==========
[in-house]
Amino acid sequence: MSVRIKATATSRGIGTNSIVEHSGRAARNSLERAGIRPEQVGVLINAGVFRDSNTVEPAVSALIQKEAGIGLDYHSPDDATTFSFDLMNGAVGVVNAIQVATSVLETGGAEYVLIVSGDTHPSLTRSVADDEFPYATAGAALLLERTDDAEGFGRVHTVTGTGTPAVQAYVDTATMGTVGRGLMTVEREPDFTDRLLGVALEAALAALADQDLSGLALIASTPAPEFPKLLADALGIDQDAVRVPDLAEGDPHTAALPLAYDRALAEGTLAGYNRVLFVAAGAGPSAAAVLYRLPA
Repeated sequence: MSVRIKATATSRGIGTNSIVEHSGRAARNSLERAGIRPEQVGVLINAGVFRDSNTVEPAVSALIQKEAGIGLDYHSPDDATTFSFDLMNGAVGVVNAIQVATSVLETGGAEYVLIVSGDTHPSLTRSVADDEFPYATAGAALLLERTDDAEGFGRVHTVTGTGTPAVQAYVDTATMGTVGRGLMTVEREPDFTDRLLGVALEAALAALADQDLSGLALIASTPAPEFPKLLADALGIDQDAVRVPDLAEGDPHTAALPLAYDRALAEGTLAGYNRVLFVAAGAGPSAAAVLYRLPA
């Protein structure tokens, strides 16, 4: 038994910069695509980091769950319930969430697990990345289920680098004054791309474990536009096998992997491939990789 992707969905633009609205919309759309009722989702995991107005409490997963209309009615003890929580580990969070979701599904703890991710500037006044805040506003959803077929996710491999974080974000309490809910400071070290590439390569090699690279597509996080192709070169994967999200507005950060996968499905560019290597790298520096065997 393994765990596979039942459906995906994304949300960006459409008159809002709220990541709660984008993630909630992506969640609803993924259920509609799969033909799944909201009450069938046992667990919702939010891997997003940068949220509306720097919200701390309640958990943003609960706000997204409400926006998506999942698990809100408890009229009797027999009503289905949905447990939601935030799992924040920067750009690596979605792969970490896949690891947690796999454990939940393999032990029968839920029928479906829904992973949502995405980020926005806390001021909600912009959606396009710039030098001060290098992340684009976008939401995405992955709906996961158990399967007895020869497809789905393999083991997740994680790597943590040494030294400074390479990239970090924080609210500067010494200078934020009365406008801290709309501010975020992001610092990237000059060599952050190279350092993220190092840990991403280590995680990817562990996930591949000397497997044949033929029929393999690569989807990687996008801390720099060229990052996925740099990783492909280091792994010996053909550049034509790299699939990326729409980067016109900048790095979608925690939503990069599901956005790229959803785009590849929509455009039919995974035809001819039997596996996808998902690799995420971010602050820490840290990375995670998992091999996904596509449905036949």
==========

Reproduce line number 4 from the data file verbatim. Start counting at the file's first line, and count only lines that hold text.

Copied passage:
């Protein structure tokens, strides 16, 4: 038994910069695509980091769950319930969430697990990345289920680098004054791309474990536009096998992997491939990789 992707969905633009609205919309759309009722989702995991107005409490997963209309009615003890929580580990969070979701599904703890991710500037006044805040506003959803077929996710491999974080974000309490809910400071070290590439390569090699690279597509996080192709070169994967999200507005950060996968499905560019290597790298520096065997 393994765990596979039942459906995906994304949300960006459409008159809002709220990541709660984008993630909630992506969640609803993924259920509609799969033909799944909201009450069938046992667990919702939010891997997003940068949220509306720097919200701390309640958990943003609960706000997204409400926006998506999942698990809100408890009229009797027999009503289905949905447990939601935030799992924040920067750009690596979605792969970490896949690891947690796999454990939940393999032990029968839920029928479906829904992973949502995405980020926005806390001021909600912009959606396009710039030098001060290098992340684009976008939401995405992955709906996961158990399967007895020869497809789905393999083991997740994680790597943590040494030294400074390479990239970090924080609210500067010494200078934020009365406008801290709309501010975020992001610092990237000059060599952050190279350092993220190092840990991403280590995680990817562990996930591949000397497997044949033929029929393999690569989807990687996008801390720099060229990052996925740099990783492909280091792994010996053909550049034509790299699939990326729409980067016109900048790095979608925690939503990069599901956005790229959803785009590849929509455009039919995974035809001819039997596996996808998902690799995420971010602050820490840290990375995670998992091999996904596509449905036949």